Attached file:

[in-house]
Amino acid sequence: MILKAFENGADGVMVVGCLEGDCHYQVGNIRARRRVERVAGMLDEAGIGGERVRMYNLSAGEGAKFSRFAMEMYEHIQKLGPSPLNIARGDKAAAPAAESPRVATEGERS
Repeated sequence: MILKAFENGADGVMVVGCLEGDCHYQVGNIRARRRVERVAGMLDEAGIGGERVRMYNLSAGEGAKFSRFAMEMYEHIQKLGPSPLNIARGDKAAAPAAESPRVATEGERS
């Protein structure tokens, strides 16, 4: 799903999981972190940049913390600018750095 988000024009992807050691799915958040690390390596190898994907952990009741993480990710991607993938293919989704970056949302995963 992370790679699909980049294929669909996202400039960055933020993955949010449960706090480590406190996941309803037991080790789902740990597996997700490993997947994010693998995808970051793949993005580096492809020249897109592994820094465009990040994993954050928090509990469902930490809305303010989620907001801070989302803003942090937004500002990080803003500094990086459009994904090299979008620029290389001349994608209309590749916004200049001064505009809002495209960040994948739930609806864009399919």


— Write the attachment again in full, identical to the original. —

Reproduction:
[in-house]
Amino acid sequence: MILKAFENGADGVMVVGCLEGDCHYQVGNIRARRRVERVAGMLDEAGIGGERVRMYNLSAGEGAKFSRFAMEMYEHIQKLGPSPLNIARGDKAAAPAAESPRVATEGERS
Repeated sequence: MILKAFENGADGVMVVGCLEGDCHYQVGNIRARRRVERVAGMLDEAGIGGERVRMYNLSAGEGAKFSRFAMEMYEHIQKLGPSPLNIARGDKAAAPAAESPRVATEGERS
């Protein structure tokens, strides 16, 4: 799903999981972190940049913390600018750095 988000024009992807050691799915958040690390390596190898994907952990009741993480990710991607993938293919989704970056949302995963 992370790679699909980049294929669909996202400039960055933020993955949010449960706090480590406190996941309803037991080790789902740990597996997700490993997947994010693998995808970051793949993005580096492809020249897109592994820094465009990040994993954050928090509990469902930490809305303010989620907001801070989302803003942090937004500002990080803003500094990086459009994904090299979008620029290389001349994608209309590749916004200049001064505009809002495209960040994948739930609806864009399919």